in_stream << "Hello Child!\n";

ifdstream out_stream(CHILD_STDOUT_READ);
getline(out_stream, message);

cout << "Parent: Child just said through stdout: " << endl
     << "\t\"" << message  << "\"" << endl;

We send the message “Hello Child!” through the write end of the child’s stdin pipe.

The child process gets it and outputs another message that we read from the read end of the child’s stdout pipe.

Pipes I/O  with file descriptors using C++ STL streams

You can see here two simple functions to read and write strings through pipes using file descriptors and C++ STL-like input/output streams.


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string read_from_pipe (int file_descriptor)
{
  // We create a C++ stream from a file descriptor
  // stdio_filebuf is not synced with stdio.
  // From GCC 3.4.0 on exists in addition stdio_sync_filebuf
  // You can also create the filebuf from a FILE* with
  // FILE* f = fdopen(file_descriptor, mode);
  __gnu_cxx::stdio_filebuf<char> filebuf(file_descriptor,
                                           std::ios_base::in);
  istream stream(&filebuf);
  // You can also do:
  // ostringstream stream;
  // stream << &filebuf;
  // return stream.str();

  string line;
  if (stream.good())
    getline(stream, line);

  return line;
}

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void write_to_pipe (int file_descriptor, const string& line)
{
  __gnu_cxx::stdio_filebuf<char> filebuf(file_descriptor,
                                         std::ios_base::out);
  ostream stream(&filebuf);

  if (stream.good())
    stream << line;
}

I use the __gnu_cxx::stdio_filebuf class. This class is part of the GNU extensions of the libstdc++ library.

From the library documentation:

[This class] Provides a layer of compatibility for C/POSIX. This GNU extension provides extensions for working with standard C FILE*’s and POSIX file descriptors. It must be instantiated by the user with the type of character used in the file stream, e.g., stdio_filebuf<char>.

With this object, we can create a STL istream or ostream, giving its constructor the address of our object.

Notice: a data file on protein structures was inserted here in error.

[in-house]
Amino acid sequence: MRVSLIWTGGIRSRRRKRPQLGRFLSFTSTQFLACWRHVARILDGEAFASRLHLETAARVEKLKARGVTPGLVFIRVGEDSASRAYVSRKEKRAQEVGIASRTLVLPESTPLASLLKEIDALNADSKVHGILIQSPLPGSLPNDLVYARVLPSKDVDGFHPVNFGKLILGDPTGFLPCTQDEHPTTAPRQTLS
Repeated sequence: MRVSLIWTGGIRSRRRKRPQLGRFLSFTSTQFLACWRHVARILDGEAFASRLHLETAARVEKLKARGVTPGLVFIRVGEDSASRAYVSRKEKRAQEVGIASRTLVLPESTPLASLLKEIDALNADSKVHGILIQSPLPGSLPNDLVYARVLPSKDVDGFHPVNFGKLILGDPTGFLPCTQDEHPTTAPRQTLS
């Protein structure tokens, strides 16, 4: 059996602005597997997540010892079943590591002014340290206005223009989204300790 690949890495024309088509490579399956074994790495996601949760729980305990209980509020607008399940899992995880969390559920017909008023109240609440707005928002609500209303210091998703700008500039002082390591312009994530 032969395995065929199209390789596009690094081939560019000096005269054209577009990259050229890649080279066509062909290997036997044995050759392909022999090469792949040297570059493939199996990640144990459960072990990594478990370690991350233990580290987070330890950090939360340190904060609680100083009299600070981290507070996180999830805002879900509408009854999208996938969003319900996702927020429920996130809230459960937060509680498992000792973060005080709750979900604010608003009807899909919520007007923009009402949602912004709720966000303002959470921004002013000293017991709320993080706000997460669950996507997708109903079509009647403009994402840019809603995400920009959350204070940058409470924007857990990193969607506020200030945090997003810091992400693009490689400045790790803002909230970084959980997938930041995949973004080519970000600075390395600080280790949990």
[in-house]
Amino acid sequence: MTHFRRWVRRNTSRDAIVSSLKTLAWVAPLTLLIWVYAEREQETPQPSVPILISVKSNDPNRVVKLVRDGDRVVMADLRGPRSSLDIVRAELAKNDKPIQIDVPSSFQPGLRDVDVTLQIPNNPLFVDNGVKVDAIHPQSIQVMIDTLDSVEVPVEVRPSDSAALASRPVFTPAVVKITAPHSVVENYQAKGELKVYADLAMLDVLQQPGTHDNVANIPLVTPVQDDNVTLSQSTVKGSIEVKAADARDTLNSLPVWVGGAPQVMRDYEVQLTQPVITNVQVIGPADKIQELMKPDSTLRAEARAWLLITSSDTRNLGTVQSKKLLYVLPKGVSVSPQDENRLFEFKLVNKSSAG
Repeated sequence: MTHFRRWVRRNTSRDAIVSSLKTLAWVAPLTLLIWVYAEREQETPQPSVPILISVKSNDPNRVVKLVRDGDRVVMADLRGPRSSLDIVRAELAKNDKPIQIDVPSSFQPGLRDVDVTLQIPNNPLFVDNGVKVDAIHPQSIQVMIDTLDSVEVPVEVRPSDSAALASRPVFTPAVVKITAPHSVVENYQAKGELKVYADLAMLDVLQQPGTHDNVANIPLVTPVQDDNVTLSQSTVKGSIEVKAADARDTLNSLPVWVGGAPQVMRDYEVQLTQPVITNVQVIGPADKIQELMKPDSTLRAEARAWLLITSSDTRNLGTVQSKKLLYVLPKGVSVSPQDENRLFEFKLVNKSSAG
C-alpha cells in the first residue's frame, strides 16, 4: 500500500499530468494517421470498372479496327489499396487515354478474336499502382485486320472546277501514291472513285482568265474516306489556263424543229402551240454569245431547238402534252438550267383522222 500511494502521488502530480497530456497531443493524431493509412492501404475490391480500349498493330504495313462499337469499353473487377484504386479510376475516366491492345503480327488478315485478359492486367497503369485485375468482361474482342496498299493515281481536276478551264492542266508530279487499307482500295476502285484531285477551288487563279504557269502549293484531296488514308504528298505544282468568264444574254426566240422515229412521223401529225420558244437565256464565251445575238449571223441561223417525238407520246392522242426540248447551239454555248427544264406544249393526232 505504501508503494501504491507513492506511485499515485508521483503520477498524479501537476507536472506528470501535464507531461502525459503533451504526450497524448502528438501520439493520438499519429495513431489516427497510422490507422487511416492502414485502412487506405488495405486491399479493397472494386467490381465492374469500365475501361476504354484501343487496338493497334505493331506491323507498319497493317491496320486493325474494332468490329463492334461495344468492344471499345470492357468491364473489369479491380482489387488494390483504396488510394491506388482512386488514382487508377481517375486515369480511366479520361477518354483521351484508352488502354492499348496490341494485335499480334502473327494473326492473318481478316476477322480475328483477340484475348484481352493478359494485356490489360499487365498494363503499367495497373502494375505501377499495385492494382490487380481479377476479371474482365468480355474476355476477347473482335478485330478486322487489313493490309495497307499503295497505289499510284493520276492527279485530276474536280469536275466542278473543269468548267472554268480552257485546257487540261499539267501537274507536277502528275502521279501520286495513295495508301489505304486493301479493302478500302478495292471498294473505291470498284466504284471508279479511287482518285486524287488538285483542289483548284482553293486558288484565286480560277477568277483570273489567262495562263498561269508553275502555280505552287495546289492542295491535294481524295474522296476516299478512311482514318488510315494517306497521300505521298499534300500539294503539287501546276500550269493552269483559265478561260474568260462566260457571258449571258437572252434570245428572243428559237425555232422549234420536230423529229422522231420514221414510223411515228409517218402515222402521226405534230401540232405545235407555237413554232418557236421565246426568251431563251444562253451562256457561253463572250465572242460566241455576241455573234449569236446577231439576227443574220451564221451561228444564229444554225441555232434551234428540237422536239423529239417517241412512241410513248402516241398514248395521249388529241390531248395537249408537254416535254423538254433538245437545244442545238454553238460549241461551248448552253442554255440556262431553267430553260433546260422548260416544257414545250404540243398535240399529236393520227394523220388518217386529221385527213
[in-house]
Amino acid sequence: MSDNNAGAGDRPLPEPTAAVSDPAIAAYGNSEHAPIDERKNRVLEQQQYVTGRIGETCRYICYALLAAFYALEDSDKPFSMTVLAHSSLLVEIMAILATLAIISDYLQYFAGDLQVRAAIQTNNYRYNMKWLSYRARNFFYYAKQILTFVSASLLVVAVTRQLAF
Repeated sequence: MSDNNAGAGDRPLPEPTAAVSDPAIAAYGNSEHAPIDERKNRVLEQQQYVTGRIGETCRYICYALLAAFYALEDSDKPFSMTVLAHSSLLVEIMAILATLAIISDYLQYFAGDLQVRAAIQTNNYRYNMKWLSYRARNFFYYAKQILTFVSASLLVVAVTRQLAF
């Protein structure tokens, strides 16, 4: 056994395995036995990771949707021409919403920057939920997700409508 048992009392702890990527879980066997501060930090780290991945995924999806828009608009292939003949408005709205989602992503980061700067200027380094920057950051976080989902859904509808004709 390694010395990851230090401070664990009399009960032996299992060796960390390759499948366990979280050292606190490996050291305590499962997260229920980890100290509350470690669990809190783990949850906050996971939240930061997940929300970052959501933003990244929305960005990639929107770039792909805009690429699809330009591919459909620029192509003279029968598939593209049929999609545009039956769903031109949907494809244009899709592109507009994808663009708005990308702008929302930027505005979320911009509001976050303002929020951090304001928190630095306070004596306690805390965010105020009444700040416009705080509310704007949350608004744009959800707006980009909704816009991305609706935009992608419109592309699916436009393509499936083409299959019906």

I’ve created two C++ classes, so we can interact with the child’s streams like they were C++ STL streams, instead of using these functions. You can see the interface here.


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class ifdstream : public _fdstream
{
public:
  ifdstream();
  ifdstream(int file_descriptor);
  void open(int file_descriptor);
  ifdstream& operator>> (string& str);
  size_t getline (char* s, streamsize n);
  size_t getline (char* s, streamsize n, char delim);
  ~ifdstream();
};

class ofdstream : public _fdstream
{
public:
  ofdstream();
  ofdstream(int file_descriptor);
  void open(int file_descriptor);
  ofdstream& operator<< (const string& str);
  ~ofdstream();
};

With these classes, you can create STL-like C++ streams from your file descriptors, so you can read and write from/to the pipes with the usual >> and << operators. I haven’t implemented more functions, as this is only a demonstration.

That’s all folks! You can now create families of talking processes!

Source code:

Repository in Github!: Repository link

Download the full source code

You can download the full source code of this example here:

C++ streams mini-library: ipc-fdstream.hpp (585)
Parent process source: ipc-parent.cpp (629)
Controlled program: ipc-program.cpp (451)
Makefile: ipc-makefile (332)

Also, all in a tarball: Tarball IPC-FDStream (386)

The code is in the public domain, you can do whatever you want with it.

I’d appreciate any improvement or comment.

Of course this code is for educational purposes only. If you want to do something serious about file descriptors and C++ streams, have a look at boost::iostreams::file_descriptor and boost::iostreams::stream.